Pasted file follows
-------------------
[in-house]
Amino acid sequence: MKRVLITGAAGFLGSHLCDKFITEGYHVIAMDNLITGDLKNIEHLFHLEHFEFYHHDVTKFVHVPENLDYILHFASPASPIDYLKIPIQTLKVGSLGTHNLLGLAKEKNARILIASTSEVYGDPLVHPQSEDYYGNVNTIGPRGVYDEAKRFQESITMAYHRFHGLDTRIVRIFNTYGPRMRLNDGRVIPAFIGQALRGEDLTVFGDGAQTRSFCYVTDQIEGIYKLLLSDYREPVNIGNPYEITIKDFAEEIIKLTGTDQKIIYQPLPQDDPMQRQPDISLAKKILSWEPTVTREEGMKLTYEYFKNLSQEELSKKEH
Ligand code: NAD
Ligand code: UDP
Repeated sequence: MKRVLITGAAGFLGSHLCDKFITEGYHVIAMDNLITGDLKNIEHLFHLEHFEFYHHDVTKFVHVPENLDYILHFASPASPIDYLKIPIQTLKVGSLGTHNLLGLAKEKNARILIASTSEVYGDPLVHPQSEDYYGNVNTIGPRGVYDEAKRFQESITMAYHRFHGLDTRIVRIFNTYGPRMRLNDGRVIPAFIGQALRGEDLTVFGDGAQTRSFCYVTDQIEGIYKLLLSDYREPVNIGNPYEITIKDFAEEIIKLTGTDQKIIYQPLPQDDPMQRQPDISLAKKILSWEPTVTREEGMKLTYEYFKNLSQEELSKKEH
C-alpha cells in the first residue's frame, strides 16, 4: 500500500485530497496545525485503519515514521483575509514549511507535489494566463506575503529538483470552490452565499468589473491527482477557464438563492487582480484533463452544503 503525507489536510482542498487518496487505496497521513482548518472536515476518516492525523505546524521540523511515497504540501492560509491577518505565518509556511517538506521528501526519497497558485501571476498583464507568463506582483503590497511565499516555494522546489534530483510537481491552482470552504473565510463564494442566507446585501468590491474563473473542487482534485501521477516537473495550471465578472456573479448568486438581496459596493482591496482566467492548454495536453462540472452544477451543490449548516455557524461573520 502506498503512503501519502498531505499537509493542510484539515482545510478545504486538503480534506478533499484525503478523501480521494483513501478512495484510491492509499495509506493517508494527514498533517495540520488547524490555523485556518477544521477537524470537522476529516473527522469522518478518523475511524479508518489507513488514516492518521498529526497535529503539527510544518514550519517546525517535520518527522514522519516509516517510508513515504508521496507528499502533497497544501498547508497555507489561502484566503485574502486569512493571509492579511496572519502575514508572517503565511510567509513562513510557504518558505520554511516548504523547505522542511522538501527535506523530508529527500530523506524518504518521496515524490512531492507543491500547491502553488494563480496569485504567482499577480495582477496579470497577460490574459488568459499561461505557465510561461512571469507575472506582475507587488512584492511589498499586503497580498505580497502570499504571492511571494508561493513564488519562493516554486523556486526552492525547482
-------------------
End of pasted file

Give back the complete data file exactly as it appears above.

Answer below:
[in-house]
Amino acid sequence: MKRVLITGAAGFLGSHLCDKFITEGYHVIAMDNLITGDLKNIEHLFHLEHFEFYHHDVTKFVHVPENLDYILHFASPASPIDYLKIPIQTLKVGSLGTHNLLGLAKEKNARILIASTSEVYGDPLVHPQSEDYYGNVNTIGPRGVYDEAKRFQESITMAYHRFHGLDTRIVRIFNTYGPRMRLNDGRVIPAFIGQALRGEDLTVFGDGAQTRSFCYVTDQIEGIYKLLLSDYREPVNIGNPYEITIKDFAEEIIKLTGTDQKIIYQPLPQDDPMQRQPDISLAKKILSWEPTVTREEGMKLTYEYFKNLSQEELSKKEH
Ligand code: NAD
Ligand code: UDP
Repeated sequence: MKRVLITGAAGFLGSHLCDKFITEGYHVIAMDNLITGDLKNIEHLFHLEHFEFYHHDVTKFVHVPENLDYILHFASPASPIDYLKIPIQTLKVGSLGTHNLLGLAKEKNARILIASTSEVYGDPLVHPQSEDYYGNVNTIGPRGVYDEAKRFQESITMAYHRFHGLDTRIVRIFNTYGPRMRLNDGRVIPAFIGQALRGEDLTVFGDGAQTRSFCYVTDQIEGIYKLLLSDYREPVNIGNPYEITIKDFAEEIIKLTGTDQKIIYQPLPQDDPMQRQPDISLAKKILSWEPTVTREEGMKLTYEYFKNLSQEELSKKEH
C-alpha cells in the first residue's frame, strides 16, 4: 500500500485530497496545525485503519515514521483575509514549511507535489494566463506575503529538483470552490452565499468589473491527482477557464438563492487582480484533463452544503 503525507489536510482542498487518496487505496497521513482548518472536515476518516492525523505546524521540523511515497504540501492560509491577518505565518509556511517538506521528501526519497497558485501571476498583464507568463506582483503590497511565499516555494522546489534530483510537481491552482470552504473565510463564494442566507446585501468590491474563473473542487482534485501521477516537473495550471465578472456573479448568486438581496459596493482591496482566467492548454495536453462540472452544477451543490449548516455557524461573520 502506498503512503501519502498531505499537509493542510484539515482545510478545504486538503480534506478533499484525503478523501480521494483513501478512495484510491492509499495509506493517508494527514498533517495540520488547524490555523485556518477544521477537524470537522476529516473527522469522518478518523475511524479508518489507513488514516492518521498529526497535529503539527510544518514550519517546525517535520518527522514522519516509516517510508513515504508521496507528499502533497497544501498547508497555507489561502484566503485574502486569512493571509492579511496572519502575514508572517503565511510567509513562513510557504518558505520554511516548504523547505522542511522538501527535506523530508529527500530523506524518504518521496515524490512531492507543491500547491502553488494563480496569485504567482499577480495582477496579470497577460490574459488568459499561461505557465510561461512571469507575472506582475507587488512584492511589498499586503497580498505580497502570499504571492511571494508561493513564488519562493516554486523556486526552492525547482